Facebook has just extended the “Like” button with five new reactions: Love, Sad, Angry, Wow, and Haha. If we take the stat that Facebook has about 4.5 billion likes (now reactions) each day, we can treat it as its own language, now with six different words. The average person speaks about 16,000 words a day, so treating each reaction as a word makes Facebook Reactions a language with the equivalent of 281,250 speakers.
By Ethnologue’s estimates, that puts Facebook’s “Reactions” within the top 10% of languages.
In a Wired article, Linguists Not Exactly Wow About Facebook’s New Reactions, Susan Herring and Geoff Pullum lament that “Like” and “Love” are nouns or verbs, “Sad” and “Angry” are adjectives, and “Wow” and “Haha” are interjections or exclamations. You would use them in different sentence positions, so they are an uncomfortable grouping. I think this misses the broader point that this is only true in English, and English only makes up 5% of the world’s daily conversations. Who knows what syntactic categories they map to in other languages?
Facebook’s new reactions will be used similarly by people across languages. I’m excited to see where these new forms of communication lead. They are not always lazy, in place of full written responses. In many cases, it would be social intrusion to enter a conversation with a longer response. The reactions stand in the place of the nods, smiles, grunts, and other non-speech expressions that you use during spoken conversations, and even simply to just acknowledge your (remote) attention to what they are saying.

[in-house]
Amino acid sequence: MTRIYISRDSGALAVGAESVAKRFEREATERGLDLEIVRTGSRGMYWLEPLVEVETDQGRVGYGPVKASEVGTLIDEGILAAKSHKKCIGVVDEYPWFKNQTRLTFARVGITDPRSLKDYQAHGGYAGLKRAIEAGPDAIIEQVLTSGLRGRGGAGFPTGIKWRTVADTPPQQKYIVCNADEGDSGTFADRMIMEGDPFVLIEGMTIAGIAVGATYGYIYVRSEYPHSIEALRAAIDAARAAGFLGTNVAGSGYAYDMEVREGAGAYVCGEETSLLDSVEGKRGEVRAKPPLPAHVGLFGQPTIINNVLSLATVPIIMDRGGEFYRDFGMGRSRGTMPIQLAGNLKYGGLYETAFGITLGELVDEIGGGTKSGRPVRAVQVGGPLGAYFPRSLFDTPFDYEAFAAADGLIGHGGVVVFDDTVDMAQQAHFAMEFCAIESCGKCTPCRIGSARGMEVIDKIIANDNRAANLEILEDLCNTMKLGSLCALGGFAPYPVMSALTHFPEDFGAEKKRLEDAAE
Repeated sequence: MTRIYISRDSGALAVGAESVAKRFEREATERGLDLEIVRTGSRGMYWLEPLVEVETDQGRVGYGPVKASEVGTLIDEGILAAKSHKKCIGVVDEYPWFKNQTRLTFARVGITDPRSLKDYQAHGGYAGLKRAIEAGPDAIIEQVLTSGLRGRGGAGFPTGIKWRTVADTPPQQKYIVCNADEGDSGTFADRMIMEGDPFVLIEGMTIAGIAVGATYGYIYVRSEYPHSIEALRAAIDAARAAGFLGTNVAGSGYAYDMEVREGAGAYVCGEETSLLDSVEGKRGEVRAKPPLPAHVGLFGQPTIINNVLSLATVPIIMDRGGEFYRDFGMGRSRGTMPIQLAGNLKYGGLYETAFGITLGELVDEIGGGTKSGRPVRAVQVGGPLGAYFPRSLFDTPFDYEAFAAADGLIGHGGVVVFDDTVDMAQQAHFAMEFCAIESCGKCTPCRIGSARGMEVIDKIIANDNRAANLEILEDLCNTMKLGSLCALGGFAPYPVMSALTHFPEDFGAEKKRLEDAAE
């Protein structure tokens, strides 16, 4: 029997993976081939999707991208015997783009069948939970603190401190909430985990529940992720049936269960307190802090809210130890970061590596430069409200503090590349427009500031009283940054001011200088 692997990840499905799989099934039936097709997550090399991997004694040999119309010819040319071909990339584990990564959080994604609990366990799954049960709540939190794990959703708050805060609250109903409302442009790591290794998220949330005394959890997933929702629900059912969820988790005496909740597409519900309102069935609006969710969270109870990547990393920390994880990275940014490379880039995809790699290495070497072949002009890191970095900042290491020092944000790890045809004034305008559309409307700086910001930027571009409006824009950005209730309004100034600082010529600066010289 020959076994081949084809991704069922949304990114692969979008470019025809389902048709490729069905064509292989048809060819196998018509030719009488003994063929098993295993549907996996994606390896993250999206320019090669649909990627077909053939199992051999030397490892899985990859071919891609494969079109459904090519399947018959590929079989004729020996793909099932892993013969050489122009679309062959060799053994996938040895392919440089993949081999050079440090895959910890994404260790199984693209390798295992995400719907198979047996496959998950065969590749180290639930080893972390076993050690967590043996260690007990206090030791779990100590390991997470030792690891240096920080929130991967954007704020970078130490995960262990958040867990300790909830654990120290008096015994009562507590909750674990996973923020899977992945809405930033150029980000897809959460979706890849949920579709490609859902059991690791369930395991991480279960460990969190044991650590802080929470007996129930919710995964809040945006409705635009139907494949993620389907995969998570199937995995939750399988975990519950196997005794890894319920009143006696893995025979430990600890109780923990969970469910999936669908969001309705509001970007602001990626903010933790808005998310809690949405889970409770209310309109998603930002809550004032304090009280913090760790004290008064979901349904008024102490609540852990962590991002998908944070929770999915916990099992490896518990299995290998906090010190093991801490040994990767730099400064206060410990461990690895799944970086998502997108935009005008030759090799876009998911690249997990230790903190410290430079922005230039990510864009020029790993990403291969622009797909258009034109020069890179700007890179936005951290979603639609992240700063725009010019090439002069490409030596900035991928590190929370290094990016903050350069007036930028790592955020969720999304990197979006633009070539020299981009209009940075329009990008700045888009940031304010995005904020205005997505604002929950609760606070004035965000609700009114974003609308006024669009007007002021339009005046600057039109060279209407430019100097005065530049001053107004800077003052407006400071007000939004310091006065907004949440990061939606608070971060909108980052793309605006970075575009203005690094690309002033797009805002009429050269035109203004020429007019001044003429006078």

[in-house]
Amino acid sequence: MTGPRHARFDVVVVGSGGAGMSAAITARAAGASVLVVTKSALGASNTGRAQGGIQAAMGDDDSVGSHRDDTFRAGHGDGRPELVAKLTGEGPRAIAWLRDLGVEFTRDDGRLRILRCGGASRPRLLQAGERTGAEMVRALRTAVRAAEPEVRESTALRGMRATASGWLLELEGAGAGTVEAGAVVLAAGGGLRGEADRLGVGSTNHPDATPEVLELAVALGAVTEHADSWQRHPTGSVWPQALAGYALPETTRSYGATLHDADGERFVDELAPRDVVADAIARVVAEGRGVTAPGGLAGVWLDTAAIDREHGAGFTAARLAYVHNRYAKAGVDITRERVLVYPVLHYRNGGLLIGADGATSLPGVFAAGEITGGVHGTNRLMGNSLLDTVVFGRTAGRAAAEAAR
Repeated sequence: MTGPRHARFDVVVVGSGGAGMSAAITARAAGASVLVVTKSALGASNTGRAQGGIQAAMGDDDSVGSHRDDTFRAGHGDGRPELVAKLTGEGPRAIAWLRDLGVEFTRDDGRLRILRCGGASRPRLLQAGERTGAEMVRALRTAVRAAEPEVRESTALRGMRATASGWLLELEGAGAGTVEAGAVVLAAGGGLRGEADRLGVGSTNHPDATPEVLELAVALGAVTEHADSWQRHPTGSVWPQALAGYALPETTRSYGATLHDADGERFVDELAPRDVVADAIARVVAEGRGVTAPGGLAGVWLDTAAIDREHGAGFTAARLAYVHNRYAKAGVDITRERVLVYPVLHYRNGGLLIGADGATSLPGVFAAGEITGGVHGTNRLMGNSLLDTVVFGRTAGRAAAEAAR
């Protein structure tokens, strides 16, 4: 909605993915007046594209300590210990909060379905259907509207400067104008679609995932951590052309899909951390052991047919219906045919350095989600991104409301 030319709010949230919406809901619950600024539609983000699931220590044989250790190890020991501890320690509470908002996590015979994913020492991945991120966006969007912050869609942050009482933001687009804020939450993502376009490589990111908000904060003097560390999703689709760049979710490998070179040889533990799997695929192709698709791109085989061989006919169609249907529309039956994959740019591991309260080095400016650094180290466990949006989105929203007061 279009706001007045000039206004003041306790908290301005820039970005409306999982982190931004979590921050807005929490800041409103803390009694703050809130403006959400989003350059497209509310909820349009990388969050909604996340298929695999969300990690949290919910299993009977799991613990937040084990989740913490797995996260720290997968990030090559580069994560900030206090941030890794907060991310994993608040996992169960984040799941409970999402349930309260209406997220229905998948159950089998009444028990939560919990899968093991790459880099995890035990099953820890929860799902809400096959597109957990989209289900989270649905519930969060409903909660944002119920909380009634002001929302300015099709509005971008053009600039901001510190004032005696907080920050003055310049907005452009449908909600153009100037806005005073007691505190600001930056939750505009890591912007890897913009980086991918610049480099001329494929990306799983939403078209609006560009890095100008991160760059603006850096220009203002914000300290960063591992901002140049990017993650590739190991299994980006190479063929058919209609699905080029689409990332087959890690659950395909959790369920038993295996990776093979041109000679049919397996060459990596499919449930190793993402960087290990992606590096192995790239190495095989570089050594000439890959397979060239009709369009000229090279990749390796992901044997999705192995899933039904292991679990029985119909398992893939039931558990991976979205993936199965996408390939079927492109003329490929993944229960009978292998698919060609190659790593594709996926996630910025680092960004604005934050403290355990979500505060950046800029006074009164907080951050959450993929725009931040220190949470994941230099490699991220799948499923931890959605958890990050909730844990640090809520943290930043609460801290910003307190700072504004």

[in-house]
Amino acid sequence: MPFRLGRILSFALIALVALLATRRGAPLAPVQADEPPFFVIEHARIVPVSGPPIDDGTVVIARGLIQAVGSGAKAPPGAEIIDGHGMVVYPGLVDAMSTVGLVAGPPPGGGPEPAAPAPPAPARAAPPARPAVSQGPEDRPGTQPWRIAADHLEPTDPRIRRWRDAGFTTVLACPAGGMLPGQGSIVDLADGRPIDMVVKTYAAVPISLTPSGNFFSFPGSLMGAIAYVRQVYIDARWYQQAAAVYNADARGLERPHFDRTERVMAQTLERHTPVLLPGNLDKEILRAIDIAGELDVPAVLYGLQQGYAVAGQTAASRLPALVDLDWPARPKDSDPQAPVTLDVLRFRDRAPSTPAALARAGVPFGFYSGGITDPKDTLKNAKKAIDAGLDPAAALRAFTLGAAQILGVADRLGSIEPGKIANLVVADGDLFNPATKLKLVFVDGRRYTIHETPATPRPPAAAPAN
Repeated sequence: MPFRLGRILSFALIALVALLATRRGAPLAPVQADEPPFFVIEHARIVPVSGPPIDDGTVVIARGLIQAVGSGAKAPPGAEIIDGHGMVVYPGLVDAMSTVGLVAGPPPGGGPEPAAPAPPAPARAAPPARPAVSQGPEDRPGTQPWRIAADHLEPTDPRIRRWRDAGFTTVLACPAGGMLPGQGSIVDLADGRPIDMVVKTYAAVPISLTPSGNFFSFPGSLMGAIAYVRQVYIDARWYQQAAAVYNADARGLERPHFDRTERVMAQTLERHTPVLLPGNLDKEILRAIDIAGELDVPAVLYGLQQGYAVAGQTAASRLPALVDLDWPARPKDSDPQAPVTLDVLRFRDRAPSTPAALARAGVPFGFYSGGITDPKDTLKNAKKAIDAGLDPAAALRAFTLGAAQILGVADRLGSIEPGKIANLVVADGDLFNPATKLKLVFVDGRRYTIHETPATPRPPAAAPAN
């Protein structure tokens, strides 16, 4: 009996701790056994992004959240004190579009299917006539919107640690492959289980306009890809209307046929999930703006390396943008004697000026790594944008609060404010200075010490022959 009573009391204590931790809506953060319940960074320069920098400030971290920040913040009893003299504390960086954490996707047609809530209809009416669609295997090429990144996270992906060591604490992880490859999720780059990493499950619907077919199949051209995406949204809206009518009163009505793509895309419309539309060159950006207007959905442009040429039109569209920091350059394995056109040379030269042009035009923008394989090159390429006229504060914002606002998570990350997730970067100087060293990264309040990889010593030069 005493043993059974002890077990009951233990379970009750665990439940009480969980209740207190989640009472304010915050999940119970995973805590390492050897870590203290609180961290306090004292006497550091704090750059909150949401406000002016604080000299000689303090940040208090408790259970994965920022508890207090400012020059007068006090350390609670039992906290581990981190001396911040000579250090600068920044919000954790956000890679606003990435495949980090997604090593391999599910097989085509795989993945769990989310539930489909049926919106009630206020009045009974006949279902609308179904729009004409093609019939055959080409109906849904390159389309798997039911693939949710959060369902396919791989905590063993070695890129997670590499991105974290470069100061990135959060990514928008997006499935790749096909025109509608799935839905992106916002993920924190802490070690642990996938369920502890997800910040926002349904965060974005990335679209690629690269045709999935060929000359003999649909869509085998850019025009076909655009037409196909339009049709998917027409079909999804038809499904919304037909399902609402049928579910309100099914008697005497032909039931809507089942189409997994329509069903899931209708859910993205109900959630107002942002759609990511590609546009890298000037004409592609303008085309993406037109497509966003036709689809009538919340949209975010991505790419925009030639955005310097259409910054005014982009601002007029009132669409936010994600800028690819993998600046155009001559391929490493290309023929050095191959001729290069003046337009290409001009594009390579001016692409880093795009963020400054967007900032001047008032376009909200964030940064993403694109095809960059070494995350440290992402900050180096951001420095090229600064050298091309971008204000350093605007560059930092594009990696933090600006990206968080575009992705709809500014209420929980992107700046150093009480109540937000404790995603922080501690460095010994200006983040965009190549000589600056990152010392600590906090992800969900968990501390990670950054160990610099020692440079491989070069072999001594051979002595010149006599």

Slack, the messaging system that has grown rapidly within many businesses, recently allowed any emoji to be used as a reaction. This has already lead to linguistic innovation beyond the range of nods, smiles, etc possible in direct speech:
For whatever reason, five staff members reacted to good news from our head of accounts, Rachel, with a dancing banana. A sixth, my co-founder Tyler, replied in text “WOOHOO!!!”, more appropriate because he was addressed in the text (and his general exuberance). In the follow-up quote, we had smiling moons, smiling emoji with hearts for eyes, and a dancing animal that is an in-joke among our engineering team.
You can hear Tyler use more of his words on NPR’s All Things Considered last Sunday:
To put this amazing technology and linguistic advance into perspective, the Facebook Reaction may be in the top 10% of languages with 281,250 ‘speakers’, but that’s still less than the 300,000 people who speak Pennsylvania Dutch, a form of German spoken mainly by the Amish in the USA’s northeast.
Yes, words spoken each day among the Amish people in a small corner of the USA still outnumber the total number of global Facebook likes and other reactions. So we’re innovating, but not at such a large scale.
To read more about the birth of emojis during my experience as an advisor to UNICODE when emojis were first introduced:
Like I say in the article, the words “specious”, “stupid”, and “abuse” were frequently used in the debate about whether to allow emojis their place among other characters, so the controversy around linguistic innovation and what constitutes as real speech has been there since the start.